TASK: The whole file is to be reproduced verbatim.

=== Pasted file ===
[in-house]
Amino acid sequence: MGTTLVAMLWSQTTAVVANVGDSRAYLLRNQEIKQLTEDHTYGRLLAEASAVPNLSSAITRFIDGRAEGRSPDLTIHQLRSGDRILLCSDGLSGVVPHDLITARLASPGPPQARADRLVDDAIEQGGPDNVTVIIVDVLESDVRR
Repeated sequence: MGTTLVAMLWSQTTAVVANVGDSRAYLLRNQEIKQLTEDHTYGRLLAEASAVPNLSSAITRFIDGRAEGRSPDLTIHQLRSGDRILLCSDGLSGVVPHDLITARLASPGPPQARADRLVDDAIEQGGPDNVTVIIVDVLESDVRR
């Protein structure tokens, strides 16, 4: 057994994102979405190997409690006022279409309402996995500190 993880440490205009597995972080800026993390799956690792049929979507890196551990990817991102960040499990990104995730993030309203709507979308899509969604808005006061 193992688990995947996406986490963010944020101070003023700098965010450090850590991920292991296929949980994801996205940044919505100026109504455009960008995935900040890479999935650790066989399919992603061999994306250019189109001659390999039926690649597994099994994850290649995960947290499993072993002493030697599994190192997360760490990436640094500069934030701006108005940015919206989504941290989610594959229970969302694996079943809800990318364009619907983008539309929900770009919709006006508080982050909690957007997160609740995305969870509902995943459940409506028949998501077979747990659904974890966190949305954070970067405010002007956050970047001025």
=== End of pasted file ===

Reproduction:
[in-house]
Amino acid sequence: MGTTLVAMLWSQTTAVVANVGDSRAYLLRNQEIKQLTEDHTYGRLLAEASAVPNLSSAITRFIDGRAEGRSPDLTIHQLRSGDRILLCSDGLSGVVPHDLITARLASPGPPQARADRLVDDAIEQGGPDNVTVIIVDVLESDVRR
Repeated sequence: MGTTLVAMLWSQTTAVVANVGDSRAYLLRNQEIKQLTEDHTYGRLLAEASAVPNLSSAITRFIDGRAEGRSPDLTIHQLRSGDRILLCSDGLSGVVPHDLITARLASPGPPQARADRLVDDAIEQGGPDNVTVIIVDVLESDVRR
């Protein structure tokens, strides 16, 4: 057994994102979405190997409690006022279409309402996995500190 993880440490205009597995972080800026993390799956690792049929979507890196551990990817991102960040499990990104995730993030309203709507979308899509969604808005006061 193992688990995947996406986490963010944020101070003023700098965010450090850590991920292991296929949980994801996205940044919505100026109504455009960008995935900040890479999935650790066989399919992603061999994306250019189109001659390999039926690649597994099994994850290649995960947290499993072993002493030697599994190192997360760490990436640094500069934030701006108005940015919206989504941290989610594959229970969302694996079943809800990318364009619907983008539309929900770009919709006006508080982050909690957007997160609740995305969870509902995943459940409506028949998501077979747990659904974890966190949305954070970067405010002007956050970047001025």